Update: Quest is currently renovating our new space and will be hosting our first service in our new location on Sunday, September 13.
I have some big news to share – news that will likely solicit mixed emotions for many people.
If you’re an internet junkie, it’s possible that you may have already heard as I’ve been receiving my share of texts and tweets. About two weeks ago, Quest Church – the church I lead – purchased Mars Hill Church (Ballard). Yes, that Mars Hill Church.
Since then, there’s been a trickling of blogs, online news, and television reports that have covered this. As such, there’s also been a trickling of criticism of why we would do business with MH, questions about the transactions, and simply, erroneous info about Quest on the blogosphere.
No, Quest is not a social gospel church. No, I’m not a socialist. No, we’re not an emergent church. No, I’m not an Angry Asian (OK, only sometimes). No, Quest is not a cult. No, I was not in a boy band in the 80s. Blah blah blah.
It’s true. The topics of orphan care and adoption are incredibly complex.
Anyone that says otherwise are naive or selling something. It’s complicated on their own and even more complicated in the same sentence. And even more complicated when you engage it on local, national, and international level. They might be undergirded by certain same principles but they can (and should) look different on the ground. There’s no one simple, generic solution. And whenever solutions are presented, eventually – surely enough – loopholes are found to be exploited or what’s relevant in one context and culture may not be as relevant – or even dangerous – in another context.
Adoption – locally and globally – are fraught with complexities and even justice issues. It’s sad but that is sometimes the case when people [in this case, adoptees and especially young children/babies] are seen as commodities – particularly in international adoption. When we speak about adoption or orphan care, we must begin with two overarching principles for us as followers of Christ: 1) God cares for children and thus, 2) Children must matter to us – their well being, their safety, and their future. But often times, children themselves are often what’s most forgotten in these conversations, complexities, and politics.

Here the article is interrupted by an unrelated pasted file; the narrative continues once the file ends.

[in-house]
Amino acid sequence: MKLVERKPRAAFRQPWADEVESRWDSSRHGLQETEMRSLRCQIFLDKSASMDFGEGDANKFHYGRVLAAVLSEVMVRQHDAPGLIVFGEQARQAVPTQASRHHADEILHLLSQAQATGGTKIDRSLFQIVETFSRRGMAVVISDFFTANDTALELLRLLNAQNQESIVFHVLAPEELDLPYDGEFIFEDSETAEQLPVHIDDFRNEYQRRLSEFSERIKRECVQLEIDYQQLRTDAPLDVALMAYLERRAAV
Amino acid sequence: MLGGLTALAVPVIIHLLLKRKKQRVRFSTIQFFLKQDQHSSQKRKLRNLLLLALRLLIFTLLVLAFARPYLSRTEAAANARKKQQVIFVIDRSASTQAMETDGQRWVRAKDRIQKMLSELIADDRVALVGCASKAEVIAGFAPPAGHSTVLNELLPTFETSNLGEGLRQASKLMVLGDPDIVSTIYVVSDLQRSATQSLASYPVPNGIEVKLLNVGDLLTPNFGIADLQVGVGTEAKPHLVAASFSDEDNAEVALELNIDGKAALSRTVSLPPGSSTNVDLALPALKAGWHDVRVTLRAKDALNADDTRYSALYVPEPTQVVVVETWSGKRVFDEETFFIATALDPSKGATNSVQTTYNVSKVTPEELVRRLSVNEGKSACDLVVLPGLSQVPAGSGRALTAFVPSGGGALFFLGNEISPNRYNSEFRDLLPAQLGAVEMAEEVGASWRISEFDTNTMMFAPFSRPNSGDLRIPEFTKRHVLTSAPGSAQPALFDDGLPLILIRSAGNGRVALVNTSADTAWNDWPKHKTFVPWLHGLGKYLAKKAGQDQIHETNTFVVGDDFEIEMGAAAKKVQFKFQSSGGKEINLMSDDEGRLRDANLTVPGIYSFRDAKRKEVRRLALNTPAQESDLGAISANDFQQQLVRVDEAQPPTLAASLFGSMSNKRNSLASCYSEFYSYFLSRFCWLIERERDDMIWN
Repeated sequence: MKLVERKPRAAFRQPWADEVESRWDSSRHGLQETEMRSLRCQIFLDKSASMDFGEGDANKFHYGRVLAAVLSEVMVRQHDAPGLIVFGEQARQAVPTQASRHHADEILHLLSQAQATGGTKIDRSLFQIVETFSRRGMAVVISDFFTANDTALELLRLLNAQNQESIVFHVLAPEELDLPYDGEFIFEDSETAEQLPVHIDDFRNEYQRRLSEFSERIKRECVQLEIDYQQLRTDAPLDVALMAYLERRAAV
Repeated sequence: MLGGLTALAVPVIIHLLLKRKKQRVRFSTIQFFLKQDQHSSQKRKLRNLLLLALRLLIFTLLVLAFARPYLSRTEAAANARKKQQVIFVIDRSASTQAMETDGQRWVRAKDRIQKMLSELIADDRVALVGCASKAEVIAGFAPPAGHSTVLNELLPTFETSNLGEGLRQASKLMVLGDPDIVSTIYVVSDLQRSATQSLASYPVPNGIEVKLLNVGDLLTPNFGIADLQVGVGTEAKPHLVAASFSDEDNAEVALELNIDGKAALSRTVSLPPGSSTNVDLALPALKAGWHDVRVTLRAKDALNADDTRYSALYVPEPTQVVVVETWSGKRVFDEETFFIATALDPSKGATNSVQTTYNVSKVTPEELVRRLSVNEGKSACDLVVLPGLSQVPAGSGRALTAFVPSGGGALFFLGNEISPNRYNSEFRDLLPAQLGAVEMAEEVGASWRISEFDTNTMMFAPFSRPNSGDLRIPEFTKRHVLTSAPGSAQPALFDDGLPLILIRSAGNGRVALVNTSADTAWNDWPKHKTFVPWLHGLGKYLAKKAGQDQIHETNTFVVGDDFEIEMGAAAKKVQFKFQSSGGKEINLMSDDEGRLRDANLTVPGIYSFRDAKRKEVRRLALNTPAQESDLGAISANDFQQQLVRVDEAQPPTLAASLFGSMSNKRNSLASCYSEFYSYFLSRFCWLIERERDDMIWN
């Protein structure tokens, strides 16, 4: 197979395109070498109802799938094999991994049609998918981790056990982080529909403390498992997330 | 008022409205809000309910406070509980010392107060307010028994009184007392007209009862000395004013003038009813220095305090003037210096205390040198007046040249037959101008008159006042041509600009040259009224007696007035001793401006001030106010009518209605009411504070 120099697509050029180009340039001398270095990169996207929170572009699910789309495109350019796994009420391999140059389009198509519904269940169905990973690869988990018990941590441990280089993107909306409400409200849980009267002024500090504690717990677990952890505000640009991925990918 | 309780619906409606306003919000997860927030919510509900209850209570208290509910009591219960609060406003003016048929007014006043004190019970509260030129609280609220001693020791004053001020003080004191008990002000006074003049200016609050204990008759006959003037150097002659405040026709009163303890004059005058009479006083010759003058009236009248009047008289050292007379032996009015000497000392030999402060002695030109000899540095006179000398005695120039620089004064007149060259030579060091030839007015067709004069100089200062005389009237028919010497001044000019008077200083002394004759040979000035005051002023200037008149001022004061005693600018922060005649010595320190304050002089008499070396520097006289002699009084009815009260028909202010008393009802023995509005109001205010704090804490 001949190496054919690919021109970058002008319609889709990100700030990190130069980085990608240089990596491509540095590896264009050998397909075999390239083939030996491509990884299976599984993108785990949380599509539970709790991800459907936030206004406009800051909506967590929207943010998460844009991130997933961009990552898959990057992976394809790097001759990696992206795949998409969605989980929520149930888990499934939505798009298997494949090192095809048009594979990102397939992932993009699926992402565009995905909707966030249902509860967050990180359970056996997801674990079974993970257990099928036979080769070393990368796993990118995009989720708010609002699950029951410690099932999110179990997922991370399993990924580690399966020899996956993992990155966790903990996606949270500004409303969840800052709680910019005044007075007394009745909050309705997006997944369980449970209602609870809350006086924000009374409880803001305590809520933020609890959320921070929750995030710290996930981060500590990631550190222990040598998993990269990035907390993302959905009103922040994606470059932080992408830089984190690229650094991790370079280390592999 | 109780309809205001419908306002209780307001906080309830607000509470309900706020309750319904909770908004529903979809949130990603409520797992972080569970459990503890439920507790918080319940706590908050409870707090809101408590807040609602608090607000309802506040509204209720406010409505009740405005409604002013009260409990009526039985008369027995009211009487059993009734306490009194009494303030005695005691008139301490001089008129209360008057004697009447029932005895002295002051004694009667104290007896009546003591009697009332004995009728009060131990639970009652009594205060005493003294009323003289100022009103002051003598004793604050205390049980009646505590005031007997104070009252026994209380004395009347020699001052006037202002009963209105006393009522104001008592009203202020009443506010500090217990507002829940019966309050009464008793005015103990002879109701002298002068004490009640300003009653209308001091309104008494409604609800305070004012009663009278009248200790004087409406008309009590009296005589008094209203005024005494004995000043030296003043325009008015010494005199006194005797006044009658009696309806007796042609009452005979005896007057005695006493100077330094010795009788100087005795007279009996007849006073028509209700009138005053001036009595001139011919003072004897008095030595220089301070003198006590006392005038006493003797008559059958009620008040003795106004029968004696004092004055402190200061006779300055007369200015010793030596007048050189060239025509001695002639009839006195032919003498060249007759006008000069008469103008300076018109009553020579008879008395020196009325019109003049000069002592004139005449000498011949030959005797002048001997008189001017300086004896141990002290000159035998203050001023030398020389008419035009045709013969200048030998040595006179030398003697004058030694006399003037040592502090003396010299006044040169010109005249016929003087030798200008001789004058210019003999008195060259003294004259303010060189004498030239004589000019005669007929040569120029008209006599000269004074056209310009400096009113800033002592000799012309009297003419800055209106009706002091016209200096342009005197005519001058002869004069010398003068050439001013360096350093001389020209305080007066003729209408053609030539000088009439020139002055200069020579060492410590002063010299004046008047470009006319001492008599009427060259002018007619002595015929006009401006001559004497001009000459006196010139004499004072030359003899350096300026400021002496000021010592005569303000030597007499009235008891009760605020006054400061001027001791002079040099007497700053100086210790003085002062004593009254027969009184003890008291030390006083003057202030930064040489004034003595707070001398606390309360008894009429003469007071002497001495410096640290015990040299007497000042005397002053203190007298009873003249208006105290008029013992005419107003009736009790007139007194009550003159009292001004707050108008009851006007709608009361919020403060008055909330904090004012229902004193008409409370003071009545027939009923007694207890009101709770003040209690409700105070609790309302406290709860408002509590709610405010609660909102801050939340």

Having said that – and while others may disagree with me, my conviction about international adoption is that we must seek to keep children with their biological families if at all possible – if children are in a safe environment. This needs to be the pervasive ethic so that economics isn’t the ruling factor – especially with international adoption.
Now, having said that, we know that we don’t always live in a society and culture of ideals and thus, the tension. This is why orphan care and adoption require much prayer, discernment and critical thinking.
This leads me to a film that I’d like to encourage you to watch: The Drop Box.
The Drop Boxis a powerful documentary coming to theaters in March of 2015.
The film tells the story of Lee Jong-Rak, a pastor in Seoul, South Korea, and his wife, who built a drop box at the front of his church as a safe location for babies who are otherwise abandoned on the streets. It has an inspiring message for all of us, challenging us to consider what role we might play in advocating for orphans and supporting adoptive families.